Where The Heart Is: Patna, India
In the middle of the last century, to become a missionary often meant leaving your family, your friends, everything you had ever known to travel to a place so primitive that centuries old farming techniques were still in use.
To a location so foreign that a local leaf chewing custom is mistaken for a symptom of bleeding tuberculosis.
To a region so remote that amoebic dysentery is contracted upon arrival.
To a society so in need that those deemed “untouchable” become trash pickers and rat eaters.
Most people think to be a missionary means dismissing local custom and religion in order to convert pagans to Christianity. But if you are a Jesuit, it means embracing the unknown and committing your life to the selfless service of others.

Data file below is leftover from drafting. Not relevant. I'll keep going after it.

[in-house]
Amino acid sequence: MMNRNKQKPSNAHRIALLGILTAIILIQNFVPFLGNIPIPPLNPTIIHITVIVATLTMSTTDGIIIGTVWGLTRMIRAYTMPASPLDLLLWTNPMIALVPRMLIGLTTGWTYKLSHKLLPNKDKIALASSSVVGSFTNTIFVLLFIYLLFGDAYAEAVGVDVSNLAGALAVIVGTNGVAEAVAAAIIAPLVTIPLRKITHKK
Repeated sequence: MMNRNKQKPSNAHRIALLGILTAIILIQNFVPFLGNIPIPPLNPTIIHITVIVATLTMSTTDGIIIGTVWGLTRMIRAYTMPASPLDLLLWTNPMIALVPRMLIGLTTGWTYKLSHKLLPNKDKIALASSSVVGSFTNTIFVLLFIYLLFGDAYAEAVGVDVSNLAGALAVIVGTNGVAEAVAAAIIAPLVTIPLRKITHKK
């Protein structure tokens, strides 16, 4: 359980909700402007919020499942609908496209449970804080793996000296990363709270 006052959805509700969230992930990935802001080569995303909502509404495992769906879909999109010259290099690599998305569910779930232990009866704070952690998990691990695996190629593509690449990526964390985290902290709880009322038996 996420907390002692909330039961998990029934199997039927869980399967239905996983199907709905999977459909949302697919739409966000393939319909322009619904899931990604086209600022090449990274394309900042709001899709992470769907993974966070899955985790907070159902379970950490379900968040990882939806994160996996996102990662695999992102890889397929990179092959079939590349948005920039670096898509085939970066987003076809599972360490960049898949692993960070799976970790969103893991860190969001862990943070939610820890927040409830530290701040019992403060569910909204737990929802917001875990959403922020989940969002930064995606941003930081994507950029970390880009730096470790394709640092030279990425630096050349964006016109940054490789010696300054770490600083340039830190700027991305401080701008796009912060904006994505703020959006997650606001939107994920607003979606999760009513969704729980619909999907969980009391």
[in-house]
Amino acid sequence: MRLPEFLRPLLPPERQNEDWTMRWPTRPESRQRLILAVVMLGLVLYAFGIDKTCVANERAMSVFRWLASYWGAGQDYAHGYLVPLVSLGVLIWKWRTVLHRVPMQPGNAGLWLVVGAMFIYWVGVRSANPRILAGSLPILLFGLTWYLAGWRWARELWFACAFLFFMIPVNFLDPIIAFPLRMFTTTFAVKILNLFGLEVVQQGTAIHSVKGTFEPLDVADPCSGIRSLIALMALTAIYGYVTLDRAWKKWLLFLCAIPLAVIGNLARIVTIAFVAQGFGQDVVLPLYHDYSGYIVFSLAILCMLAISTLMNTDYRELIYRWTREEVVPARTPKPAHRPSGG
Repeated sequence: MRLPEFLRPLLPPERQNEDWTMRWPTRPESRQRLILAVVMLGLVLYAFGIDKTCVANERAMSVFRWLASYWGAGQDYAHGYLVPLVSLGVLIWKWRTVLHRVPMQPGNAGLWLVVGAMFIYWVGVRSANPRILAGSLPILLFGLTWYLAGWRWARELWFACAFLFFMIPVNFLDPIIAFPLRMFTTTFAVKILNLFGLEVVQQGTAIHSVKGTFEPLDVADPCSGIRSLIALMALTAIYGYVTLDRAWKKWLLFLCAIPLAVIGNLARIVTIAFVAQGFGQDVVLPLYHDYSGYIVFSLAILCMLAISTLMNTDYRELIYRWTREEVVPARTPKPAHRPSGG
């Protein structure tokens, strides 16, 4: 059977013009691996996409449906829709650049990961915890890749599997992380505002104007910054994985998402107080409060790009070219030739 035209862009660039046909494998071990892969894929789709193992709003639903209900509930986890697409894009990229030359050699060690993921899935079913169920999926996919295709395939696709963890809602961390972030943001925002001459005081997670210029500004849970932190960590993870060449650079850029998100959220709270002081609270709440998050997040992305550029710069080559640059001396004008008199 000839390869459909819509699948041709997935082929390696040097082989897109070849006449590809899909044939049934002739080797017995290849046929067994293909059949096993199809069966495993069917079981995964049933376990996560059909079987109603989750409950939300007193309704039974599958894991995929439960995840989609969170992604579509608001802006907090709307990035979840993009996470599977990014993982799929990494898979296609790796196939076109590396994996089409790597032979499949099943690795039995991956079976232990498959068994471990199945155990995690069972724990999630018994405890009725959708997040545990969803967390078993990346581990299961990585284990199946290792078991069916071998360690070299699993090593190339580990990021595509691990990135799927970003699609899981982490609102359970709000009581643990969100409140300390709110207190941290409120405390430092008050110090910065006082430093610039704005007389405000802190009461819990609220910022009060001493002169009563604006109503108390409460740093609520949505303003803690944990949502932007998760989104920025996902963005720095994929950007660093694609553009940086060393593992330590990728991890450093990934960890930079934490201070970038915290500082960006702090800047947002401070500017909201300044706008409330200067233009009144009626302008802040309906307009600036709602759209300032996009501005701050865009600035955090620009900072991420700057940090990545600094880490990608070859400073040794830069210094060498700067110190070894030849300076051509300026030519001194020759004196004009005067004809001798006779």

This is the experience of Jesuit fathers John Kenealy, Edwin Daly, and Robert Schmidt – Jesuits from the Midwest who, as young priests, became missionaries in Patna, India. Following in the footsteps of those Jesuits who started the Patna mission in 1921, these men traveled to India “to die”. Where the Heart Is captures their amazing stories before that happens.
These men, and hundreds of others, helped build a mission in Patna that over the decades has touched and improved countless lives — lives that were considered expendable. They embraced a new culture and people, only to fall in love with their adopted homes and never leave.
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